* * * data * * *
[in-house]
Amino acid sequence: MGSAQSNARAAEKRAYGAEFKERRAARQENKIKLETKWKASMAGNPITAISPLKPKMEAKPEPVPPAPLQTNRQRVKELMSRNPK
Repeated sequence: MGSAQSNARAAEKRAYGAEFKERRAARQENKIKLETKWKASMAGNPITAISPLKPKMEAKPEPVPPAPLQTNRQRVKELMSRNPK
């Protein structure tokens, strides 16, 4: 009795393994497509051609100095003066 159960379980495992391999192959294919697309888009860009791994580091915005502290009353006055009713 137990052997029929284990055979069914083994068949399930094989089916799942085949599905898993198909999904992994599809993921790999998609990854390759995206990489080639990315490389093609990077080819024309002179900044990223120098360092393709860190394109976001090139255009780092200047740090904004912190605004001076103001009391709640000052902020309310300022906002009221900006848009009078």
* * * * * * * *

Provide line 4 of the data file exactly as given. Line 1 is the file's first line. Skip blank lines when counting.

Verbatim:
């Protein structure tokens, strides 16, 4: 009795393994497509051609100095003066 159960379980495992391999192959294919697309888009860009791994580091915005502290009353006055009713 137990052997029929284990055979069914083994068949399930094989089916799942085949599905898993198909999904992994599809993921790999998609990854390759995206990489080639990315490389093609990077080819024309002179900044990223120098360092393709860190394109976001090139255009780092200047740090904004912190605004001076103001009391709640000052902020309310300022906002009221900006848009009078």